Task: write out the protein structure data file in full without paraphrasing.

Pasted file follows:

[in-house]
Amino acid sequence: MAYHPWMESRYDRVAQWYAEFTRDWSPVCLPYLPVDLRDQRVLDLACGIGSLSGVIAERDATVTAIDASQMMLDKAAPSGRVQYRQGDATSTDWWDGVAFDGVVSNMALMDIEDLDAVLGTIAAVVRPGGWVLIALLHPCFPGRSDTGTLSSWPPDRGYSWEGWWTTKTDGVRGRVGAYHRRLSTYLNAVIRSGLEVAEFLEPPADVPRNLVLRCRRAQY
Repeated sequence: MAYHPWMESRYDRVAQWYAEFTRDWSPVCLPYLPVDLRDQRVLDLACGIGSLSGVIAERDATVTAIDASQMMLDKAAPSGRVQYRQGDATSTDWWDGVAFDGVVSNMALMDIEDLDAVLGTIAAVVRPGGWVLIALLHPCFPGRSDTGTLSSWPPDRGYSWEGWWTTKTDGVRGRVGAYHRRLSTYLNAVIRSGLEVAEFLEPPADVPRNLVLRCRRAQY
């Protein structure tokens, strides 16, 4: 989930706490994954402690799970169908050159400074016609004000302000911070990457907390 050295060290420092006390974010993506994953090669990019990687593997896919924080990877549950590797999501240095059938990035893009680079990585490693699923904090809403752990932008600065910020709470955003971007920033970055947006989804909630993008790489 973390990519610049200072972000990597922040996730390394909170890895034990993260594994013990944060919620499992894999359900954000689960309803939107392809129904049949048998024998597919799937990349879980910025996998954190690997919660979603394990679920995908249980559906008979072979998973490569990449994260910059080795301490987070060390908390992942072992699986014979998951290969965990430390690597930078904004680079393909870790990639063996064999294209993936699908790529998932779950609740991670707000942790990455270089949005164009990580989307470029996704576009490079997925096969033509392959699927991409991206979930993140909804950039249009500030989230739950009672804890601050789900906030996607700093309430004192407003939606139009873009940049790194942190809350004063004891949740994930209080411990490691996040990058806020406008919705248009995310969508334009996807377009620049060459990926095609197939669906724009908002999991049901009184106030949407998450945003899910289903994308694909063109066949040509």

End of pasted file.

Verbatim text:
[in-house]
Amino acid sequence: MAYHPWMESRYDRVAQWYAEFTRDWSPVCLPYLPVDLRDQRVLDLACGIGSLSGVIAERDATVTAIDASQMMLDKAAPSGRVQYRQGDATSTDWWDGVAFDGVVSNMALMDIEDLDAVLGTIAAVVRPGGWVLIALLHPCFPGRSDTGTLSSWPPDRGYSWEGWWTTKTDGVRGRVGAYHRRLSTYLNAVIRSGLEVAEFLEPPADVPRNLVLRCRRAQY
Repeated sequence: MAYHPWMESRYDRVAQWYAEFTRDWSPVCLPYLPVDLRDQRVLDLACGIGSLSGVIAERDATVTAIDASQMMLDKAAPSGRVQYRQGDATSTDWWDGVAFDGVVSNMALMDIEDLDAVLGTIAAVVRPGGWVLIALLHPCFPGRSDTGTLSSWPPDRGYSWEGWWTTKTDGVRGRVGAYHRRLSTYLNAVIRSGLEVAEFLEPPADVPRNLVLRCRRAQY
């Protein structure tokens, strides 16, 4: 989930706490994954402690799970169908050159400074016609004000302000911070990457907390 050295060290420092006390974010993506994953090669990019990687593997896919924080990877549950590797999501240095059938990035893009680079990585490693699923904090809403752990932008600065910020709470955003971007920033970055947006989804909630993008790489 973390990519610049200072972000990597922040996730390394909170890895034990993260594994013990944060919620499992894999359900954000689960309803939107392809129904049949048998024998597919799937990349879980910025996998954190690997919660979603394990679920995908249980559906008979072979998973490569990449994260910059080795301490987070060390908390992942072992699986014979998951290969965990430390690597930078904004680079393909870790990639063996064999294209993936699908790529998932779950609740991670707000942790990455270089949005164009990580989307470029996704576009490079997925096969033509392959699927991409991206979930993140909804950039249009500030989230739950009672804890601050789900906030996607700093309430004192407003939606139009873009940049790194942190809350004063004891949740994930209080411990490691996040990058806020406008919705248009995310969508334009996807377009620049060459990926095609197939669906724009908002999991049901009184106030949407998450945003899910289903994308694909063109066949040509």